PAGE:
Royal Phantom Due For Annual Appearance

The tragic tale of poor Queen Jane

By , Columnist

On 12 October 1537 the screams of a new-born boy rang through the chambers of Hampton Court Palace, beside England’s River Thames. King Henry VIII finally had the son he’d so desperately wanted, but it would cost him the life of his beloved queen.

Less than a fortnight later, Queen Jane Seymour, Henry’s third -- and favourite -- wife, died of what are believed to have been post-natal complications. But, as with so many of England’s historical notables, it appears death has not kept her from wandering around.

Unlike some of the other phantoms said to haunt Hampton Court, Jane’s is a peaceful apparition. According to the palace website, she appears as a silent white figure holding a lighted taper as she drifts down the Silver Stick Staircase and glides across the cobbled courtyard of Clock Court.

Her apparition has also been reported coming out of a doorway in the Queen’s Apartments and noiselessly haunting the Silver Stick Gallery. According to veteran ghost author Peter Underwood in his 1992 book, The A-Z of British Ghosts, a few palace servants had “quite recently” quit their jobs because they had seen “a tall lady, with a long train and a shining face”, walk through closed doors and glide down the stairs carrying a taper.

While she was alive, Jane’s reign as Queen was a short one. Before her rise to prominence, she had been Lady-in-Waiting to Henry VIII’s first wife, Catherine of Aragon, who - after a long marriage - Henry had divorced, largely because she’d failed to bear him a son. Their one surviving child had been a daughter, Mary (later to become Queen Mary I) but Henry wanted a male heir to ensure the succession of his crown.

His other reason for getting rid of Catherine was that he had fallen in love with Anne Boleyn. He married Anne in 1533 and she also bore him a child. Again, though, it was a daughter, Elizabeth (later Queen Elizabeth I). There was still no son.

In 1535 Henry visited Sir John Seymour at Wolf Hall in Wiltshire and it may have been during his stay there that he first became attracted to Sir John’s daughter, Jane Seymour. By early 1536, as Anne Boleyn lay recovering after giving birth to a stillborn son, Henry was in full pursuit of Jane.

Although Jane was willing to marry the King she refused to be his mistress. Good for her, you might think, but it was not so good for Anne because Henry was determined to get what he wanted. Jane’s stubbornness undoubtedly helped to bring about Anne’s fall from grace (some might say she was pushed) and her eventual execution on 19 May 1536.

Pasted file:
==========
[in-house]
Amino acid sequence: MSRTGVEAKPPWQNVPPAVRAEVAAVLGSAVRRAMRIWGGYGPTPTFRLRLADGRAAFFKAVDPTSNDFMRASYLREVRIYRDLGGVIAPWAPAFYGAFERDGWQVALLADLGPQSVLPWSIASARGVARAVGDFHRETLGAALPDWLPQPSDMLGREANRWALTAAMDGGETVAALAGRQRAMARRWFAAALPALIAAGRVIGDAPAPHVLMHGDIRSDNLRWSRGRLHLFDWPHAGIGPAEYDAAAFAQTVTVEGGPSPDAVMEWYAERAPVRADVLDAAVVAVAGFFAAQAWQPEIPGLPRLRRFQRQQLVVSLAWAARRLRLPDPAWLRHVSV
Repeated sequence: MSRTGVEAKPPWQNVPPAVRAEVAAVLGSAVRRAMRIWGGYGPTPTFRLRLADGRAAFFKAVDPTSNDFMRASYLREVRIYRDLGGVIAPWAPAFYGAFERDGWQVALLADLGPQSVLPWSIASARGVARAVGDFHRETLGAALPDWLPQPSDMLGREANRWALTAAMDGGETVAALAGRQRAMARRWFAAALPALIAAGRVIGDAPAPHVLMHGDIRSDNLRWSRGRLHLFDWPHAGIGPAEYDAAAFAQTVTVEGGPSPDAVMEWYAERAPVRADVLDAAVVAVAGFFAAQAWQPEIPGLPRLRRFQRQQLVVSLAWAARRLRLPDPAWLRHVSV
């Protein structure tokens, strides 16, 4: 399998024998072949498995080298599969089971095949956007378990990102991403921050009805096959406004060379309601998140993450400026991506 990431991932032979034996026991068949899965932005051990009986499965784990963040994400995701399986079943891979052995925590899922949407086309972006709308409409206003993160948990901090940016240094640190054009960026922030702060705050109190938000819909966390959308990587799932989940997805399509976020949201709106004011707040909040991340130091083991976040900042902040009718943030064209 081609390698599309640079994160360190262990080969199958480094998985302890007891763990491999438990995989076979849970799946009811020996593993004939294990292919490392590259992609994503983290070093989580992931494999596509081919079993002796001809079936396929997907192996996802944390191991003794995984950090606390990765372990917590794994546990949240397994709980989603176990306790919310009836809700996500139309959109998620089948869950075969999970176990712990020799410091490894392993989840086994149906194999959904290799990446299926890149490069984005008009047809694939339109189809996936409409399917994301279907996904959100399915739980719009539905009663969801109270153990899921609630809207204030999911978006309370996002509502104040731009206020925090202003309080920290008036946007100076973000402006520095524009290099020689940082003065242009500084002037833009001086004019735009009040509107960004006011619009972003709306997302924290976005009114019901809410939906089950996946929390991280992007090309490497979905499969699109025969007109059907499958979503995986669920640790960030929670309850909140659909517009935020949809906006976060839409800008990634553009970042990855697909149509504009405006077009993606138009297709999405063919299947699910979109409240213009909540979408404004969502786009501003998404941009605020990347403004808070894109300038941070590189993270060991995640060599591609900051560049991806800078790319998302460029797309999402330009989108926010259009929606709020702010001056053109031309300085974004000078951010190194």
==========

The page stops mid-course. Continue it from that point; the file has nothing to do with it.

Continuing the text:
Just 11 days after Anne was beheaded at the Tower of London, Jane became Henry’s third wife. By early the following year, she was pregnant and on 12 October 1537 she finally gave birth to the son Henry had craved for so long.

The King was delighted. With the birth of Edward -- later to become King Edward VI -- Henry at last had a legitimate male heir, but it quickly became clear that the Queen was ill. Weak and exhausted, she developed a high fever and fell into delirium. She died on 24 October.

For once, Henry genuinely mourned the loss of a wife. Jane was given a solemn funeral and it would be more than two years before the King married again. In Henry VIII-years, that’s positively restrained.

There’s an old English ballad called "The Death of Queen Jane" that many believe refers to Jane Seymour. In this song, the titular Queen Jane endures a long and difficult labour, fearing for her child’s life and pleading with various people to cut her open and save her baby even if it means her own death. When at last it seems she is certain to die anyway her request is granted. The surgery is performed, the baby is delivered, and the Queen dies.

Although historically inaccurate, the seemingly popular belief that Jane Seymour died giving life to the country’s future King probably explains one detail of her ghost story.

Jane’s spirit is sometimes specifically said to return to Hampton Court Palace each October, but not on the anniversary of her death as might be expected.

Instead, she is supposed to appear on 12 October - on the anniversary of her son’s birth.

Hampton Court Palace stands to the south west of London, just a 35-minute train journey from Waterloo station. Starting this Halloween, the palace is offering ghost tours on Friday and Sunday evenings. For further information and to book your tickets see the Historic Royal Palaces website.

Hampton Court Palace photograph by edwin.11 at Flickr

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James Clark is a freelance writer based in deepest, darkest south London, UK. His latest book, "Haunted Lambeth", exploring ghosts and legends from the London Borough of Lambeth, is due out in February 2013.

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